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Blog Post: How and when of speed work: Target your big race

Looking to get faster in your next big triathlon? Integrating speed work or interval training is a key factor in this quest. In this post, I focus on run and bike workouts specifically as swimming favors interval training year round.

When to start incorporating interval training depends on your “training age”. By this I mean, how many years you’ve been training and how long you’ve been doing hard sessions. If this is your first year, aerobic volume is the main focus. Once you have a good base, interval training can then be introduced.

Interval training starts 8 to 16 weeks prior to your big race. If you’ve been training for 2 or more years, incorporating hard sessions is a key element to ensure continued improvements from year to year.

For most of my athletes (novice to elite), we do some sort of interval training through most of the training year. This is called ‘non-linear’ periodization. Although aerobic training is always part of any triathlon training plan, too much time at long, slow distance training leaves the door open for detraining (loss of fitness benefits and speed).

The type and intensity of intervals depends on the demands of your big race. For example, the energy demands of Ironman racing are different from those in a sprint race. You always want to push yourself to race intensity or a bit faster to really prepare for a hard effort on race day.

Ironman racing requires mostly aerobic fitness (zone 2); improving your ability to sustain an effort over many hours throughout the day. Half Ironman racing requires mostly aerobic fitness as well, but in order to go faster, racing at a strength-endurance effort is how you go faster (zone 3). Olympic distance racing requires threshold effort (zone 4), with a smaller portion of VO2 max effort (zone 5). Sprint distance racing is a cross between threshold and VO2 max (higher percentage than at Olympic distance). Your ability to race at these levels means you must train at these efforts or above in the weeks or months leading up to race day.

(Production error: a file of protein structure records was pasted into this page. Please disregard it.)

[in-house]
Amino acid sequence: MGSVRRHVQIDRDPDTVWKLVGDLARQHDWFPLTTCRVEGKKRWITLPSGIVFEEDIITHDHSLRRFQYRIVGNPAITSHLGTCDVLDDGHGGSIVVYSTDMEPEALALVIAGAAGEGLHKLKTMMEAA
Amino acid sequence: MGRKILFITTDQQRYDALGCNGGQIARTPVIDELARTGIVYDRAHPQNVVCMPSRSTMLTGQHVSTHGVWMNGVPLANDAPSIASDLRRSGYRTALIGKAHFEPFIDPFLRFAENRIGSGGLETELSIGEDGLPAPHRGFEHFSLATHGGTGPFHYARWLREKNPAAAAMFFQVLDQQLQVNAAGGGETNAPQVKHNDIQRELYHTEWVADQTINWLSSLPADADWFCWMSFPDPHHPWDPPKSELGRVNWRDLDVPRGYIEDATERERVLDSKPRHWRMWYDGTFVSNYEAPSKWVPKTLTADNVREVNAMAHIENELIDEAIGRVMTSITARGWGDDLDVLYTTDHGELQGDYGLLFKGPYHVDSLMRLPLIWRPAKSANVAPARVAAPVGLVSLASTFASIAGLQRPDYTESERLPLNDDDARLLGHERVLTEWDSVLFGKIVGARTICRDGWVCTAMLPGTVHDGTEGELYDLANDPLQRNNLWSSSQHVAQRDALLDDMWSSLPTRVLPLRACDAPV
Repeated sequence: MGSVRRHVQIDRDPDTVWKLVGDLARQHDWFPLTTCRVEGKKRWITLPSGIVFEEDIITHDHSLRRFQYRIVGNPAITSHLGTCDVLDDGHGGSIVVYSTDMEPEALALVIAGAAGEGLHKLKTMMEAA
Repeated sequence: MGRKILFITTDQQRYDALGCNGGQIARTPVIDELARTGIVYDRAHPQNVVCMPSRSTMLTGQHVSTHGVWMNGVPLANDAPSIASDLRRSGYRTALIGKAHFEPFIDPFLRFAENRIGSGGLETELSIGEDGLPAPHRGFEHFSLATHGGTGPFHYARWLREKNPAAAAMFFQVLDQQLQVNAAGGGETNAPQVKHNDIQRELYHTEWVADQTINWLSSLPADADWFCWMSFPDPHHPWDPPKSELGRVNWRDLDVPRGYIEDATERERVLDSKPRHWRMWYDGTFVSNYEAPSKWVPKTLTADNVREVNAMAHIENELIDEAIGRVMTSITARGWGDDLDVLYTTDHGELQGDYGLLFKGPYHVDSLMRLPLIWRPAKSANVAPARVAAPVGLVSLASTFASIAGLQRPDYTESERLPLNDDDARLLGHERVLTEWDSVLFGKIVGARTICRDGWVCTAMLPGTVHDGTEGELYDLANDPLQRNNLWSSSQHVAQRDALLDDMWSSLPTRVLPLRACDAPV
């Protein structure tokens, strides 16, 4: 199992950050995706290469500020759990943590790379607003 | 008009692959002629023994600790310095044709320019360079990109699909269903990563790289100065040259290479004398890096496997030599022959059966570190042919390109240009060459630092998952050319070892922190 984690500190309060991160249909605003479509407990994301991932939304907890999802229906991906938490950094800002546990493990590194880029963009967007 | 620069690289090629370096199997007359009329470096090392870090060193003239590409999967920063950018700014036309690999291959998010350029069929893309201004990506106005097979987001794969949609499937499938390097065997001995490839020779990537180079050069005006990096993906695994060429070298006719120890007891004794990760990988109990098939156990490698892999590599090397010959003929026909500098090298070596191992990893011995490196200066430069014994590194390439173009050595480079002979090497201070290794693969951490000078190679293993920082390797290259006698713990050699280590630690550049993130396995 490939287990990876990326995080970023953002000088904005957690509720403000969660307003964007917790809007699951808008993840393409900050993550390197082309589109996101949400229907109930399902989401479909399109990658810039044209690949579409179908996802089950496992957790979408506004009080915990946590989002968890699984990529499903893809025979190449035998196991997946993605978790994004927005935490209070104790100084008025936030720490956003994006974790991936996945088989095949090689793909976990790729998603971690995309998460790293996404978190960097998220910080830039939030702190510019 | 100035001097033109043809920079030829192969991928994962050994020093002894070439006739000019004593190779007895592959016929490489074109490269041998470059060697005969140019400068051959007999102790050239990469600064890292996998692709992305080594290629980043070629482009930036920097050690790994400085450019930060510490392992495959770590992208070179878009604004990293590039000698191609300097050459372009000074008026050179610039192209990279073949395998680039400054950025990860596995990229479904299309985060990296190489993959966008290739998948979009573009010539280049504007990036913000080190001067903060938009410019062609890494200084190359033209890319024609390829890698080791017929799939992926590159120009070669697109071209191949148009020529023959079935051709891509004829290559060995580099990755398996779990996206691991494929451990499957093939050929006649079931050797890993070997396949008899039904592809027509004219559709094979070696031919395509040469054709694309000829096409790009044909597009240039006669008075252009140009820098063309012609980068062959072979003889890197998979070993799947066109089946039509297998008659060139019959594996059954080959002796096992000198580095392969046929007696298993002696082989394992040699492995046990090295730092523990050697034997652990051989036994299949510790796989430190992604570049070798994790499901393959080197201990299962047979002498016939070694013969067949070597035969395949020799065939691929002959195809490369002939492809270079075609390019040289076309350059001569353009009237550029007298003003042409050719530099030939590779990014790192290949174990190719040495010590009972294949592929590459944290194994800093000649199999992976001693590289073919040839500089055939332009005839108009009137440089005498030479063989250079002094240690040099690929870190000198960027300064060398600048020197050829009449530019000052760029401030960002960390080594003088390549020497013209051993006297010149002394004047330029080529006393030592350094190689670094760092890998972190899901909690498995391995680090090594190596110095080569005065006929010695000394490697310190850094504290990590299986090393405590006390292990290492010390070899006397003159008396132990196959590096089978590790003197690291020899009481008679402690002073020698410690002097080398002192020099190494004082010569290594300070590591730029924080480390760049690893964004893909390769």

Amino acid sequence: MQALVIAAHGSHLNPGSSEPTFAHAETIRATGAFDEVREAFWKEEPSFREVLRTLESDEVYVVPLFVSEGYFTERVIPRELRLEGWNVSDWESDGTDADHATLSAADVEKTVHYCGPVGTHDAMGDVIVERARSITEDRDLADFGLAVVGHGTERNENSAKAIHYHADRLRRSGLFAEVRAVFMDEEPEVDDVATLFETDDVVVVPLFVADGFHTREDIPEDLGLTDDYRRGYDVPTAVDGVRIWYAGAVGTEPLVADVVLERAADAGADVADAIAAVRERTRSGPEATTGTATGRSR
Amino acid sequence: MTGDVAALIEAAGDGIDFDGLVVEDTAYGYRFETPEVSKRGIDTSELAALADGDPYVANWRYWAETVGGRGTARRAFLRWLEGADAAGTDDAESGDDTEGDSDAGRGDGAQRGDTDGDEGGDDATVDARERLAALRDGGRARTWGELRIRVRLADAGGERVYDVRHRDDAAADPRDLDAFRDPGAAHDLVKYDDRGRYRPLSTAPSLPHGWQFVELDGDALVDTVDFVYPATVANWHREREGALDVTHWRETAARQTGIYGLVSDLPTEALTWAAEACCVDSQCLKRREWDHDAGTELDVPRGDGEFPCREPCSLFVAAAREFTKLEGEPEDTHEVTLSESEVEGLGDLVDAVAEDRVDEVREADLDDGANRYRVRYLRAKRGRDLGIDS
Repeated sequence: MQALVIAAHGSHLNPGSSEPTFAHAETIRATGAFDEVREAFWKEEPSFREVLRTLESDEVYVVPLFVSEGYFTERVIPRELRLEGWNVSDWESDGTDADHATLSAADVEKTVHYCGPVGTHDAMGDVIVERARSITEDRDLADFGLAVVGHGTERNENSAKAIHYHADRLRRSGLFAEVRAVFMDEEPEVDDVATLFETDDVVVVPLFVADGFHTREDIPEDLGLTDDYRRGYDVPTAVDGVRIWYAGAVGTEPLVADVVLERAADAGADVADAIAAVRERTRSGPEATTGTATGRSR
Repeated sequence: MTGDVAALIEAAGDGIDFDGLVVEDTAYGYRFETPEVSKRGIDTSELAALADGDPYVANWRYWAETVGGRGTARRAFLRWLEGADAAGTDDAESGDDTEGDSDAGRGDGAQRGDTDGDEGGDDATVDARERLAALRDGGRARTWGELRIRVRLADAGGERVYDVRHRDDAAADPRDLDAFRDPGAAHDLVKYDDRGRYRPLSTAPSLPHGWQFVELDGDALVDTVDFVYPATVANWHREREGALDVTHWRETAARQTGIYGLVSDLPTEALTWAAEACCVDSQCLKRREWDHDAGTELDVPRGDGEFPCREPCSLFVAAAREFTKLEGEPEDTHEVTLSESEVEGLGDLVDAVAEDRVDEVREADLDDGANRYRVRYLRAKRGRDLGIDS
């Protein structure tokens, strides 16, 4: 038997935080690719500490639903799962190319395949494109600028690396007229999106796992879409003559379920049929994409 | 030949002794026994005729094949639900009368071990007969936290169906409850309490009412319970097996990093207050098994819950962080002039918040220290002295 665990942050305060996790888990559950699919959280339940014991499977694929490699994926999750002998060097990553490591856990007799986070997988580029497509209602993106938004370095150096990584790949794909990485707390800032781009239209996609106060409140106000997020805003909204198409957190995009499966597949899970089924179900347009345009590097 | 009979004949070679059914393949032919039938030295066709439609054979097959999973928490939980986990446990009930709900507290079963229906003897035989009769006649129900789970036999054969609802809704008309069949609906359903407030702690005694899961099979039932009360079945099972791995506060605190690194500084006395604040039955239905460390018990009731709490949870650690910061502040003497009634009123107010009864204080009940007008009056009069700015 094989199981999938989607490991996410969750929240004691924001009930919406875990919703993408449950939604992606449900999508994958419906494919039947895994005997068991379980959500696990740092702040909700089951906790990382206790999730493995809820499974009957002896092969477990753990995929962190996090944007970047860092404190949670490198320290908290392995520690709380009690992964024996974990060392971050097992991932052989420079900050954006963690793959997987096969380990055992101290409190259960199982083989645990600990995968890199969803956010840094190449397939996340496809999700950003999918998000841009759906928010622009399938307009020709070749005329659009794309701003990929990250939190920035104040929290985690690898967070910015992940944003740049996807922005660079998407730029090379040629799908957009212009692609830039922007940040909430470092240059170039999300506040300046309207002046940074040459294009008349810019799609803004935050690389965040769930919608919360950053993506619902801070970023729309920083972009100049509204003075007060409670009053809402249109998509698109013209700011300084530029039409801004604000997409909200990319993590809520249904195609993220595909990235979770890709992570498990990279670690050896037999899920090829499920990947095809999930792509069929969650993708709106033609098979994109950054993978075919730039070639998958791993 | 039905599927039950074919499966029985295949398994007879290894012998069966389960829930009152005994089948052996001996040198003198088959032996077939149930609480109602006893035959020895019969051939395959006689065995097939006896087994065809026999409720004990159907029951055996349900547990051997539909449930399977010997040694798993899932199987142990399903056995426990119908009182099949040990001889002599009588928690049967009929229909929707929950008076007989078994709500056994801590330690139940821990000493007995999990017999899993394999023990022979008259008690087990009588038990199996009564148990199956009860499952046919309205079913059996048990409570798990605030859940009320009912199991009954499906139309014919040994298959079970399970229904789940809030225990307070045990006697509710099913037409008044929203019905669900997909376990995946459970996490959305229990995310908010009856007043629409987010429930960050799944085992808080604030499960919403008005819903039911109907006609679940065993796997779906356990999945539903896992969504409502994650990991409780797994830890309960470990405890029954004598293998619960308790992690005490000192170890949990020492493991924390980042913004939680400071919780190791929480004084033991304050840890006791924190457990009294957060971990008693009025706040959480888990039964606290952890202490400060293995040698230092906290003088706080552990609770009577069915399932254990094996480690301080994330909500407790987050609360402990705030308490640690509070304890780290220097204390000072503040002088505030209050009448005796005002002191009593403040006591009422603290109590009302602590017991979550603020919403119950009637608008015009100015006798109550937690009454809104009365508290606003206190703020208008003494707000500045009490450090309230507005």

Sample key workouts:

In all hard workouts, a good warm up is essential. It sets you up for a great workout and improves your rate of recovery. I suggest a “two-tiered” warm up. The first phase is easy, aerobic, the second phase is short efforts such as strides or pick ups. I have given large ranges in the interval sessions to accommodate varied levels of fitness.

Intervals can be done on the track, trail, road, treadmill or bike trainer. All provide great benefits.

  1. Ironman Run

Warm up with easy running for 10 minutes, then run 3-4 x 10 second strides. Run intervals:  10-30 minutes at ½ marathon pace, 5 minutes easy, 10 minutes at marathon pace followed by 10-20 minutes at ½ marathon pace. Cool down with easy running and/or walking for 5-20 minutes.

  1. Half Ironman Bike

Warm up with easy riding for 10 minutes, then ride 5-10 minutes of high cadence spinning (10-20 rpms above self-selected cadence). Bike intervals: 2 x 5-15 minutes at Tempo/zone 3 (RPE 6 of 10), 2-3 minutes easy spinning between. Followed by, 2-6 x 5 minutes at Threshold/zone 4 (RPE 7 of 10) with 2 minutes easy spinning between. Cool down with easy riding for 10-60 minutes.

  1. Olympic Distance Run

Warm up with easy running for 10 minutes, then run 3-4 x 10 second strides. Run intervals:  3-6 x 5 minutes at 10k pace with 1-2 minute jog between. Cool down with easy running and/or walking for 5-20 minutes.

  1. Sprint Distance Bike

Warm up with easy riding for 10 minutes, then ride 5-10 minutes of high cadence spinning (10-20 rpms above self-selected cadence). Bike intervals: 3-6 x 5 minutes at threshold/zone 4, 1 minute easy spin recovery between intervals. After the last interval, take 5-10 minutes easy, then ride: 3-8 x 1 minute at VO2 max/zone 5 effort. Cool down with easy riding for 10-60 minutes.

Confused by any of this terminology or need some help determining how to do your hard sessions? Want to learn what your threshold pace, heart rate, power is? Need help understanding more about how and when to do interval sessions? Sign up for a free consult (or contact me directly) and together we’ll figure out the best way to incorporate interval training into your plan to get you faster for your big event.

Contact Coach Mantak

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